While jobs are easier to get and the turnaround in the housing market is gaining momentum, the improvements have not been enough to sustain higher levels of consumer spending for most Americans. Most are juggling tepid wage gains with higher costs of living.
Americans are still trying to digest the 2 percentage-point increase in payroll taxes, which took effect Jan. 1. That means that take-home pay for a household earning $50,000 a year has been sliced by $1,000. Gas prices are rising again, and on top of that, shoppers are being increasingly forced to pay for more of their children's school supplies, sometimes including books.
That has forced parents to stick to necessities. Major retailers such as Wal-Mart have noticed that they're staggering their purchases instead of having one big back-to-school shopping spree.
Amanda Simpson, 38 and the mother of a 6-year-old daughter and a 1-year-old boy, reflects the cautious trend.
Simpson said she is budgeting $150 for clothing and $50 for school supplies for her daughter. She plans to buy some of her daughter's clothes at local thrift shops and instead of buying one $35 pair of shoes, she will buy three $15 pairs.
She is staggering these purchases and says she needs to budget in case of surprise expenses.
"I am much more conscious of how I spend," said the Coppell, Texas, resident. "We are not in that position that we are going to get huge raises."
Helen Gym, 45, who has three children, ages 16, 14 and 10, said back-to-school clothing is not a top priority. Gym, whose children go to Philadelphia public schools, said the fiscal crisis there is forcing parents to pay for more supplies, which could mean books.
"We're doing what we can afford and we are trying to be thoughtful," said Gym, who works part time for a community organization. "I stopped doing the massive back-to-school [shopping] thing."
Against this background, Michael P. Niemira, chief economist at the International Council of Shopping Centers, expects that total sales for the back-to-school season will rise 3.1 percent from last year to $42.2 billion. That would be less than the 3.6 percent gain in 2012, but near the 3.3 percent average annual increase for the past 10 years.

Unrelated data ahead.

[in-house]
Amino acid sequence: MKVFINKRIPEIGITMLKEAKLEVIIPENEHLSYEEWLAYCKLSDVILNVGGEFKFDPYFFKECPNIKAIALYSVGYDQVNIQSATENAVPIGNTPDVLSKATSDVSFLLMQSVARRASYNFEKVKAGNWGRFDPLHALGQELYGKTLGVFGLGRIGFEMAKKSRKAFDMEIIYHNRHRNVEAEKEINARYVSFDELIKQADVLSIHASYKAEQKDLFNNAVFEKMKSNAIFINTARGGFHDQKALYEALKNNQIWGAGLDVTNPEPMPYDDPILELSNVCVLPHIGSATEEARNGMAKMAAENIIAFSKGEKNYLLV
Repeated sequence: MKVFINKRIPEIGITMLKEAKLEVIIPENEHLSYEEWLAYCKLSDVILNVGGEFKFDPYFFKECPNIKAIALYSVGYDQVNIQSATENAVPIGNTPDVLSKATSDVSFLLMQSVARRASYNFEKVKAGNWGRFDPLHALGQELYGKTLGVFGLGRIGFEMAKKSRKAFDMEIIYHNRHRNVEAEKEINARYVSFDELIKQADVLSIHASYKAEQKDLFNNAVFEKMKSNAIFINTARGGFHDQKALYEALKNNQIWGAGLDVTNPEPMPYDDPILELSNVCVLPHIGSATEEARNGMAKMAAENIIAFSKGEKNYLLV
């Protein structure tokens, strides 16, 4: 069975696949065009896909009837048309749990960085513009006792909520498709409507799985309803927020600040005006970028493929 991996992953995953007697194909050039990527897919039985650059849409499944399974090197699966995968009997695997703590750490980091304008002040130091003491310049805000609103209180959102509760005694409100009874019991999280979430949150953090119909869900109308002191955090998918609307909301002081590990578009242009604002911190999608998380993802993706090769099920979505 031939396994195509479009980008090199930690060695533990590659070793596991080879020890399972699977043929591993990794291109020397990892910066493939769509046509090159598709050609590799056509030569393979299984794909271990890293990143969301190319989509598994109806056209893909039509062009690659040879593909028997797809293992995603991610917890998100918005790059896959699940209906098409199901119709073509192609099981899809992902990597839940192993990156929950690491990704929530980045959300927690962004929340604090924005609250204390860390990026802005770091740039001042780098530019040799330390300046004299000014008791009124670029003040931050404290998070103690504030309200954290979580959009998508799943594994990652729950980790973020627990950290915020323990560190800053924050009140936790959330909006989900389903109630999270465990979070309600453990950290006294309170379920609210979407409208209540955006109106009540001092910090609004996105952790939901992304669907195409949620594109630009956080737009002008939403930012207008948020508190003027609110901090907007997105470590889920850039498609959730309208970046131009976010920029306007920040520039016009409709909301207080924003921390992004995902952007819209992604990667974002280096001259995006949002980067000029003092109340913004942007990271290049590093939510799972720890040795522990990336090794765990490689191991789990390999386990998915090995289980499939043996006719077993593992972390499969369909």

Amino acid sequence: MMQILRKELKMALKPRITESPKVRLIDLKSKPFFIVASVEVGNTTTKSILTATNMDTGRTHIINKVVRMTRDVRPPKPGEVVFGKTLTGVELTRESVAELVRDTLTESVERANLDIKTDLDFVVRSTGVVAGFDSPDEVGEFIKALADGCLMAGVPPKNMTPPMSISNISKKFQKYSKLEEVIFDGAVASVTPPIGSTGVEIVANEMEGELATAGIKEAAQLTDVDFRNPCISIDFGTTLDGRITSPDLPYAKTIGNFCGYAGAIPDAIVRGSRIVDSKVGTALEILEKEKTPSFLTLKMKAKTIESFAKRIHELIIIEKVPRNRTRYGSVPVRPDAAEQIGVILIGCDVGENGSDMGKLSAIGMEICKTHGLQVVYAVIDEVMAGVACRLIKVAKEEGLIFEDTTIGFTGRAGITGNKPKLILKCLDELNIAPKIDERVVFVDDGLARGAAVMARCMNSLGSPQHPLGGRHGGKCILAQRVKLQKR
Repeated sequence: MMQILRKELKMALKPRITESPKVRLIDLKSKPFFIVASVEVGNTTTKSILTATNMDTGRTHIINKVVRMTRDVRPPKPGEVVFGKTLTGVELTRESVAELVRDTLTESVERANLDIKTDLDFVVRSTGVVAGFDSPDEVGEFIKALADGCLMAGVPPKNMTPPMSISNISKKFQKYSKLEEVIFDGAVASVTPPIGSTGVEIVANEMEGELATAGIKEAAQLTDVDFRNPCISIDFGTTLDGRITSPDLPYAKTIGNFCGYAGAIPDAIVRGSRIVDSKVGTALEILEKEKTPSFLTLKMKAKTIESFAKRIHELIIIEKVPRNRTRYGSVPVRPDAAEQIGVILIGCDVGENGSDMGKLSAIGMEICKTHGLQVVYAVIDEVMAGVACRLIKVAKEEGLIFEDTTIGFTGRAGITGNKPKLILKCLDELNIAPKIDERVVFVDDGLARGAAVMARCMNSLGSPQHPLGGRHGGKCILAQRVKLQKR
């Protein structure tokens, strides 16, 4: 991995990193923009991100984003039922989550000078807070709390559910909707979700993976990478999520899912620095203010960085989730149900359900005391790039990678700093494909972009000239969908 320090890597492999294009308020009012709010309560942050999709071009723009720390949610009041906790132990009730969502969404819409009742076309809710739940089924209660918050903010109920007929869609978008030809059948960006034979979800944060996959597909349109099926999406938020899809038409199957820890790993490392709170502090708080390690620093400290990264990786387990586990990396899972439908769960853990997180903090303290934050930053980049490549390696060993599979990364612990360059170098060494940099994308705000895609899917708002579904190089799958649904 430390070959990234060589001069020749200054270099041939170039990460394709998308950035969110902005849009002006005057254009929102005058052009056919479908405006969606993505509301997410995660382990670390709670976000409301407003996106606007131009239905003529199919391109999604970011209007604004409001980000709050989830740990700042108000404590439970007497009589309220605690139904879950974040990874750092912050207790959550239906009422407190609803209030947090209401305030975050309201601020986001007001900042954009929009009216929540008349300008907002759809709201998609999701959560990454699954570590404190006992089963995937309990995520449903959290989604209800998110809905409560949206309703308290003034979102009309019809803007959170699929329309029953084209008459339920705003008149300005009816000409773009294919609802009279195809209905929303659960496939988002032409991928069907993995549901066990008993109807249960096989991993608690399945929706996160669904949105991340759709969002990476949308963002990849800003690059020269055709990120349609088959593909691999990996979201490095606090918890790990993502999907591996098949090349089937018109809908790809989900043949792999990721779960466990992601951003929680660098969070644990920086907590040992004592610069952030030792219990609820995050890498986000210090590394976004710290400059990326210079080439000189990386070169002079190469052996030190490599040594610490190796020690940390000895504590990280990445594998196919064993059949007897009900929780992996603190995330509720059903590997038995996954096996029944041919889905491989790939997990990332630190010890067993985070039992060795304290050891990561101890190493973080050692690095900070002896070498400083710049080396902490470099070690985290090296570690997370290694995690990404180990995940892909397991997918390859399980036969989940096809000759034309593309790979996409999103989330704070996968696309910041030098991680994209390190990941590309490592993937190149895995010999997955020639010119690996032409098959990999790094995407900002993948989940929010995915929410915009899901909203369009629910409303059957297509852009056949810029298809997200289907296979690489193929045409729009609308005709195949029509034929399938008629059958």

Families with school-age children are expected to spend an average of $634.78 on clothing, shoes, supplies and electronics, down from $688.62 last year, according to a survey of about 5,600 shoppers from the National Retail Federation that was conducted by Prosper Insights & Analytics.
Costco said Thursday its U.S. and international revenue each rose 4 percent in the four-week period that ended Aug. 4, a performance that fell short of Wall Street estimates. Analysts surveyed by Thomson Reuters expected, on average, revenue growth of 5.1 percent for the total company and 4.5 percent and 5 percent, respectively, from the U.S. and international portions.
Gap, which operates its namesake stores, Banana Republic and Old Navy, reported late Thursday that revenue at stores open at least a year rose 1 percent in July. Analysts had expected an increase of 1.6 percent. By division, the company's namesake global business was up 7 percent, while Banana Republic's worldwide sales were down 1 percent and Old Navy's down 5 percent.
Among the bright spots in the reports was L Brands, which owns Victoria's Secret and Bath and Body Works. The retailer said that revenue at stores open at least a year rose 3 percent in July, better than expected, and the company raised its second-quarter earnings outlook. Analysts expected a 1.5 percent increase for the four weeks ended Aug 3.